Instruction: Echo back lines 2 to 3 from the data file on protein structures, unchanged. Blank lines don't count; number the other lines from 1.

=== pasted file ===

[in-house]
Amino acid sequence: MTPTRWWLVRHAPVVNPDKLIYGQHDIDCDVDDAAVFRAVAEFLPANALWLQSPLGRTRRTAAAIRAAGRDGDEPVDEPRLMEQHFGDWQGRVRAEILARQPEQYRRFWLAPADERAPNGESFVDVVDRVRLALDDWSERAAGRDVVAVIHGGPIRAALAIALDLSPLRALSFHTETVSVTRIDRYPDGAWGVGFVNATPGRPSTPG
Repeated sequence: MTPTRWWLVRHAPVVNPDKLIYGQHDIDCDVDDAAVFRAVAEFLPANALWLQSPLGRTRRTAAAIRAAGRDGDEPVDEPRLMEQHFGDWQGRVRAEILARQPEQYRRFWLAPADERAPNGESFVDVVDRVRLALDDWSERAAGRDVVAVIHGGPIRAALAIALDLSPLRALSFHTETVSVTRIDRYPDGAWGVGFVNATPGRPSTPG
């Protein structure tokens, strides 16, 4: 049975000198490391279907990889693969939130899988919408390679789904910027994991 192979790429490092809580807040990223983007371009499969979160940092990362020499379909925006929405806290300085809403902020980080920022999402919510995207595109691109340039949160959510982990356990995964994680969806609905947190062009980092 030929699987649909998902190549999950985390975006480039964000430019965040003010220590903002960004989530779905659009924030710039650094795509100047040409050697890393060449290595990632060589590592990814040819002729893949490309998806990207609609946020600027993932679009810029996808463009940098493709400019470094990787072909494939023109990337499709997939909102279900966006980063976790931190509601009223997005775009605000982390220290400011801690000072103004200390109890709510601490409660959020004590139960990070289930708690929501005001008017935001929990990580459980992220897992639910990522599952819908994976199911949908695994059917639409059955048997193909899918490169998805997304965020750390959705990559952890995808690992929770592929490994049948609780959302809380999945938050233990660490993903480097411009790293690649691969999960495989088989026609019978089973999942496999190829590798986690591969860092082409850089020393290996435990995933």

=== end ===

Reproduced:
Amino acid sequence: MTPTRWWLVRHAPVVNPDKLIYGQHDIDCDVDDAAVFRAVAEFLPANALWLQSPLGRTRRTAAAIRAAGRDGDEPVDEPRLMEQHFGDWQGRVRAEILARQPEQYRRFWLAPADERAPNGESFVDVVDRVRLALDDWSERAAGRDVVAVIHGGPIRAALAIALDLSPLRALSFHTETVSVTRIDRYPDGAWGVGFVNATPGRPSTPG
Repeated sequence: MTPTRWWLVRHAPVVNPDKLIYGQHDIDCDVDDAAVFRAVAEFLPANALWLQSPLGRTRRTAAAIRAAGRDGDEPVDEPRLMEQHFGDWQGRVRAEILARQPEQYRRFWLAPADERAPNGESFVDVVDRVRLALDDWSERAAGRDVVAVIHGGPIRAALAIALDLSPLRALSFHTETVSVTRIDRYPDGAWGVGFVNATPGRPSTPG